When God has told me to stay in a difficult situation, I try to jump out of it, a classic definition of disobedience.  When I do, it is as if I hear the Holy Spirit saying “Don’t do it. Uh Uh – No!”.   Often I obey that voice and repent from my attempted jump of disobedience.  But, there are times when I disobey intentionally and then, too, I must repent of my arrogant disobedience and seek forgiveness, asking the Spirit to strengthen me so that I am able to resist temptation. 

God has given us His Word and His Spirit who indwells the believer in Jesus Christ.  The Spirit transforms us and renews our mind so that, as we are sanctified, we are conformed to the image of Jesus.  But that process is not linear. 

By that I mean, it is not a smooth road toward transformation.  We struggle and fail to obey the directives that are clearly given in Scripture and brought to our attention through the Holy Spirit.  Praise the Lord that when we have been disobedient, the Holy Spirit still is within us and He will tenderly guide you back into relationship with Him and with our Lord if you will confess your sin and repent. 

Next time you see your canine or Homo sapiens children disobeying your directive, stop and ponder whether there is something in your own life for which you need to confess and repent.  Is there some act of disobedience that you need to address?  Is the Holy Spirit saying “Uh Uh – No!”? 

The Psalmist knew the sweet fellowship with God that confession and repentance provides when he said:

Blessed is the man against whom the LORD counts no iniquity, and in whose spirit there is no deceit. For when I kept silent, my bones wasted away through my groaning all day long.  For day and night your hand was heavy upon me; my strength was dried up as by the heat of summer. Selah.  I acknowledged my sin to you, and I did not cover my iniquity; I said, “I will confess my transgressions to the LORD,” and you forgave the iniquity of my sin. Selah”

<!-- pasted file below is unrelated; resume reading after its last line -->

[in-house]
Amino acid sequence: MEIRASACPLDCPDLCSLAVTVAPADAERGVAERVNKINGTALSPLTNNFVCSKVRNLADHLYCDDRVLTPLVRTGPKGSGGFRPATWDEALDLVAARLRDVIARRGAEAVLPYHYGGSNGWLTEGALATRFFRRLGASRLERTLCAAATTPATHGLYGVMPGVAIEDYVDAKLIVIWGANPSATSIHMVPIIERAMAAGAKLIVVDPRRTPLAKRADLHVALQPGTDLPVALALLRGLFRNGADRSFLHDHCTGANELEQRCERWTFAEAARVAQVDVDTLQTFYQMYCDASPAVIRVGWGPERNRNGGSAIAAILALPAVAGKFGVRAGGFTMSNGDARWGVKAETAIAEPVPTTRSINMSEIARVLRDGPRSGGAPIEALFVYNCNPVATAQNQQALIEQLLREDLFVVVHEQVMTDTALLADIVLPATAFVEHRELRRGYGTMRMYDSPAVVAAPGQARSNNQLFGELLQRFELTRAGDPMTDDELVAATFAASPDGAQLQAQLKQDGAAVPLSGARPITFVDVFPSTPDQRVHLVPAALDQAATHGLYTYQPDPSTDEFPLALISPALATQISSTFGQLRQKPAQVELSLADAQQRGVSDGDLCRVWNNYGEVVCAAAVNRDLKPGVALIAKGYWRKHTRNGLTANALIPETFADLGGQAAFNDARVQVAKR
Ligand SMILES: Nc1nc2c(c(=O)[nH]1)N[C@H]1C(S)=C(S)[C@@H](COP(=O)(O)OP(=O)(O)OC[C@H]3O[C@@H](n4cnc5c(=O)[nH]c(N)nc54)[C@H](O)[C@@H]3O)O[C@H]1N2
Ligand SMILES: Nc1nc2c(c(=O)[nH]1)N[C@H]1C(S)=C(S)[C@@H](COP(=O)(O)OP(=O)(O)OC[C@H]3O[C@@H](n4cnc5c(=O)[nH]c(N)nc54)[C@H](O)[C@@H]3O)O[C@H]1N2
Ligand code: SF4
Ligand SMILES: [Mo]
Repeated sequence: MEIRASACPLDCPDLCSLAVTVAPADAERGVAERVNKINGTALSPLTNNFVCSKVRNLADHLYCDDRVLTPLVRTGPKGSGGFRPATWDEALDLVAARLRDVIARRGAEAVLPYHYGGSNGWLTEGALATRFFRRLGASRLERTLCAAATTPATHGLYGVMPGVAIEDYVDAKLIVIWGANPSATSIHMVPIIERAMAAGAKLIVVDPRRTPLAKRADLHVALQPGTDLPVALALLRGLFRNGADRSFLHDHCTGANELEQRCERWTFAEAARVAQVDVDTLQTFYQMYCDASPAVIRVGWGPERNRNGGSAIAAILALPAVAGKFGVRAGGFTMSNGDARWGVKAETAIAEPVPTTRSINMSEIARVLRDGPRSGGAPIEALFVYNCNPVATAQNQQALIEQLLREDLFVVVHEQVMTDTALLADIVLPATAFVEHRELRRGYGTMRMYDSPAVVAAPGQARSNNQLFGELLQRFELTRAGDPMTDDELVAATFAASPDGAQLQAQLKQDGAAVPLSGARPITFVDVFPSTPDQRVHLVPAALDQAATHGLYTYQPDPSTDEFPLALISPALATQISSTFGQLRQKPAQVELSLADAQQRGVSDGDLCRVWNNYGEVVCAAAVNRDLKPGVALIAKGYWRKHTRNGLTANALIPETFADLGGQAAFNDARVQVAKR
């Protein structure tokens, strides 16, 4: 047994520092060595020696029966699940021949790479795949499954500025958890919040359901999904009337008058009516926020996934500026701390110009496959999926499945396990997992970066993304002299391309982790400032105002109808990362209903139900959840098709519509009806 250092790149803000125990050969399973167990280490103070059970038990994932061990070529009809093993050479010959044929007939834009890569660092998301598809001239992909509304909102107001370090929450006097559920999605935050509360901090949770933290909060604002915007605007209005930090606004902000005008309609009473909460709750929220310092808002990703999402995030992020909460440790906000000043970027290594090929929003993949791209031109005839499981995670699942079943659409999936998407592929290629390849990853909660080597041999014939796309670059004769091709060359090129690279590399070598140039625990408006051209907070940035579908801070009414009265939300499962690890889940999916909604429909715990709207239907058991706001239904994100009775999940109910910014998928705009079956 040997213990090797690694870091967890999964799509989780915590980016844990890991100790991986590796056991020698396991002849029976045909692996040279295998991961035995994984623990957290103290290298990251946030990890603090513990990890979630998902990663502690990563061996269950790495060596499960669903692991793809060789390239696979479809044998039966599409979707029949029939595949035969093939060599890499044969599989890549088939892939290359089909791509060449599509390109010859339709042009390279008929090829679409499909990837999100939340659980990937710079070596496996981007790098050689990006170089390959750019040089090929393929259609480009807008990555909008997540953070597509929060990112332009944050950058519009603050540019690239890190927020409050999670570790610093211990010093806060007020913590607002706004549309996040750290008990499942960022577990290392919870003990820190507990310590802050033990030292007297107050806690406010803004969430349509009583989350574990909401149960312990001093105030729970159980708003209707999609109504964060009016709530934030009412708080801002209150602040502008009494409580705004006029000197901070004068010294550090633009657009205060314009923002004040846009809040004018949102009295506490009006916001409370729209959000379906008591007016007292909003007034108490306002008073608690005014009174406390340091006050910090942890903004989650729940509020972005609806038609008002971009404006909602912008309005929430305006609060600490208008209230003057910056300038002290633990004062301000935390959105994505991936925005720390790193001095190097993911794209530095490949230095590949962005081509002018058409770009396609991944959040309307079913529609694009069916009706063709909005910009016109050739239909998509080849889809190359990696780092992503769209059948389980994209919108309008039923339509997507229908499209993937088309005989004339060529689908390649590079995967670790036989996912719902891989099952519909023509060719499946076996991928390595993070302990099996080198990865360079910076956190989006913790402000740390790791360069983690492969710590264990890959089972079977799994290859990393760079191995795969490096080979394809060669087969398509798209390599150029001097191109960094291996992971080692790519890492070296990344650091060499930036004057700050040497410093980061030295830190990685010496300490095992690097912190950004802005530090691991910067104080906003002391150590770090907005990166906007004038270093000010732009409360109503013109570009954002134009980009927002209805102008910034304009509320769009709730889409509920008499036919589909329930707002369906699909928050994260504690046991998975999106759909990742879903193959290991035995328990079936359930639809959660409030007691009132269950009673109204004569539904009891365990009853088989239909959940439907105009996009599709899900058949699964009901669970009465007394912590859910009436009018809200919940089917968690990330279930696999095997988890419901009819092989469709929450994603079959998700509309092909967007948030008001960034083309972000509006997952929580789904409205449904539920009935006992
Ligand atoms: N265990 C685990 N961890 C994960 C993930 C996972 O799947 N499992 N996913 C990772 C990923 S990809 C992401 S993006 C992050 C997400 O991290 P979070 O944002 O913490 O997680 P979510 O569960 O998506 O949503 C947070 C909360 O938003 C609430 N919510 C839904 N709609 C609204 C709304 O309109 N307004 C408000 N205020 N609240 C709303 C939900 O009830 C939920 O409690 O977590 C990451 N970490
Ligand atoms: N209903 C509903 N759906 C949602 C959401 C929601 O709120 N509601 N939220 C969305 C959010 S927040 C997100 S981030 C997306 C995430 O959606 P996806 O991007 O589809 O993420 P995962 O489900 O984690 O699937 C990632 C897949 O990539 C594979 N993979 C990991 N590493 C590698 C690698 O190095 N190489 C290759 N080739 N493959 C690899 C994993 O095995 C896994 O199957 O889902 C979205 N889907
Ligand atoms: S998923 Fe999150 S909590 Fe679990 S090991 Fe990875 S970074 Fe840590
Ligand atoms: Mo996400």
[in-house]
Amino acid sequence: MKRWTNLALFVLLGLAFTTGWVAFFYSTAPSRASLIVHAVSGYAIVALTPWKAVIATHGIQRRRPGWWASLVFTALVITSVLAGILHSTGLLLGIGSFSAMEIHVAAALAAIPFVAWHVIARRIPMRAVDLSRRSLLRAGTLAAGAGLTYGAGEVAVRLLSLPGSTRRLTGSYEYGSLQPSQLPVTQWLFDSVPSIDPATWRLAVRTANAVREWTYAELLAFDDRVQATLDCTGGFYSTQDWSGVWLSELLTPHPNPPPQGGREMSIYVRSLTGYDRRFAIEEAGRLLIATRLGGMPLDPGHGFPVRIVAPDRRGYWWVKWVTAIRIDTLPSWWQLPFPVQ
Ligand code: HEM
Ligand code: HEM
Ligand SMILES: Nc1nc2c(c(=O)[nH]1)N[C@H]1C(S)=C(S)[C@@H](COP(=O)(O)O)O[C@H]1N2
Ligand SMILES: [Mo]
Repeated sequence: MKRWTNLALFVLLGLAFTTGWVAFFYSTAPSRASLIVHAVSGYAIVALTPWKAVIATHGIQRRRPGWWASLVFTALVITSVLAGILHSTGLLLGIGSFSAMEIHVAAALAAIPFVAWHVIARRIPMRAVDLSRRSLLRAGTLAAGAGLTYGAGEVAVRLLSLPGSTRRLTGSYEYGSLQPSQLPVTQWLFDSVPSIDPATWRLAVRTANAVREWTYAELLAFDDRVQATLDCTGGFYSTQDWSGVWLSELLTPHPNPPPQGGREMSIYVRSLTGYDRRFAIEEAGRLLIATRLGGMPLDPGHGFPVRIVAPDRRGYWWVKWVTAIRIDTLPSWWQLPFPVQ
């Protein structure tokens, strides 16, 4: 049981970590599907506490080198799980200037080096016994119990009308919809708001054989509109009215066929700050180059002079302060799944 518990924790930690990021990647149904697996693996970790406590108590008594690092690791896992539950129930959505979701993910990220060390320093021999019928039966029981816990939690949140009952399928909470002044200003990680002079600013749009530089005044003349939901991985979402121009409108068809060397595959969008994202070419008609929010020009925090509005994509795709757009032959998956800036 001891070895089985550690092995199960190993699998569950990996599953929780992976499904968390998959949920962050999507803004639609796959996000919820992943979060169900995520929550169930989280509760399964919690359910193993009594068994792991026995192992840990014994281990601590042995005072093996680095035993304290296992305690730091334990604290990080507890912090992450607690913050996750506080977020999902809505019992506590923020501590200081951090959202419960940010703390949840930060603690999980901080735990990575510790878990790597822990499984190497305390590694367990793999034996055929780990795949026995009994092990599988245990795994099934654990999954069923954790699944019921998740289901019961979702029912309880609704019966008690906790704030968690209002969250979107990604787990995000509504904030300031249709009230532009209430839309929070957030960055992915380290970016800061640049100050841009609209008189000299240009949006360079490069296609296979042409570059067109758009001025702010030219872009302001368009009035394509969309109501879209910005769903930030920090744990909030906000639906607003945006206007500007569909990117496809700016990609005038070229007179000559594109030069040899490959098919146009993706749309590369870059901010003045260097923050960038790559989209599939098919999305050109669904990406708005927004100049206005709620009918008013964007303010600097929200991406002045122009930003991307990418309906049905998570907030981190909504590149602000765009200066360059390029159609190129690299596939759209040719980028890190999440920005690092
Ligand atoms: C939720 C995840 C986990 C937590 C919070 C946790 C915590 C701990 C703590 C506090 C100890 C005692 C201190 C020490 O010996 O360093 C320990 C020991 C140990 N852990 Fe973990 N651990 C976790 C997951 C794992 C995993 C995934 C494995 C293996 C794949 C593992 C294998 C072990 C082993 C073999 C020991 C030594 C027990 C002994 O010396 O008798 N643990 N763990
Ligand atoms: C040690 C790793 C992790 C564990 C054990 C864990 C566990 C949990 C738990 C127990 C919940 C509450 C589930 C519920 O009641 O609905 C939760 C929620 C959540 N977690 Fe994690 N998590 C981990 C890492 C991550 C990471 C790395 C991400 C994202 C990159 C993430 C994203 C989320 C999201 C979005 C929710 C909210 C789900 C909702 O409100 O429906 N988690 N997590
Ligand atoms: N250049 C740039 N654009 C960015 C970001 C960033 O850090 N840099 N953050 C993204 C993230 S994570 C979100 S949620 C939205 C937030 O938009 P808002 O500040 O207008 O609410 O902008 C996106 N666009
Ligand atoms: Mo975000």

Psalm 32:2-5

When David sinned, and kept silent, he was tormented day and night because of his guilt.  When he turned to God and confessed his sin, he was forgiven and he could say “Blessed is the man against whom the Lord counts no iniquity”.  Happy is the one who does not stand before God covered in the guilt of his sin. 

Doggies patiently waiting
Obedient doggies!

Praise God that the Spirit says “Uh Uh – No!” preventing us from sinning, but praise God also that when we fail to be obedient, we can be restored to full fellowship with Him through confession and repentance. 

Father, I praise You for Your Holy Spirit and for the work that He does in my life as He guides me and leads me in the path that I should take.  Thank You too that Your Spirit also stops me from disobeying and, when I do sin, that He leads me back into the fold.  I praise Your Holy Name.

Canine Friends and Devotion!

Let me preface this post with the note that I am an unabashed dog person.  We had a cat for 18 years and I loved him, but never felt as close to him as I have felt with our canine children.  Therefore, it is from this perspective that I write this post.  I certainly mean no disrespect to those of you who love felines!

As an only child, I had a friend that was a constant in my life for a long time – my dog named Tippy.  She was all black, shaggy and soft, except for the white tip on her chin [hence, her name!].  

tippy-at-the-piano
Tippy showing her proper posture and her white chin!

She was my constant companion, confidant and comfort.  She sat with me at the piano and endured horrible playing with gracious patience.

linda-with-tippy-at-piano
Tippy with me at the piano … long ago but not so long ago that it was a harpsichord!

Doris Day is quoted as having said:

“I have found that when you are deeply troubled, there are things you get from the silent devoted companionship of a dog that you can get from no other source.”

I agree with her.  Tippy would lay next to me on the sofa when I was ill and just provide comfort without saying a word! 

linda-and-tippy
My canine friend giving comfort when illness would come.

I guess you could say that I have had a canine companion almost my entire life.  Tippy has been gone for decades, but I still smile when I think of her.  Other canine blessings have been Missy and her daughter Winnie.  Here they are with my infant son many years ago.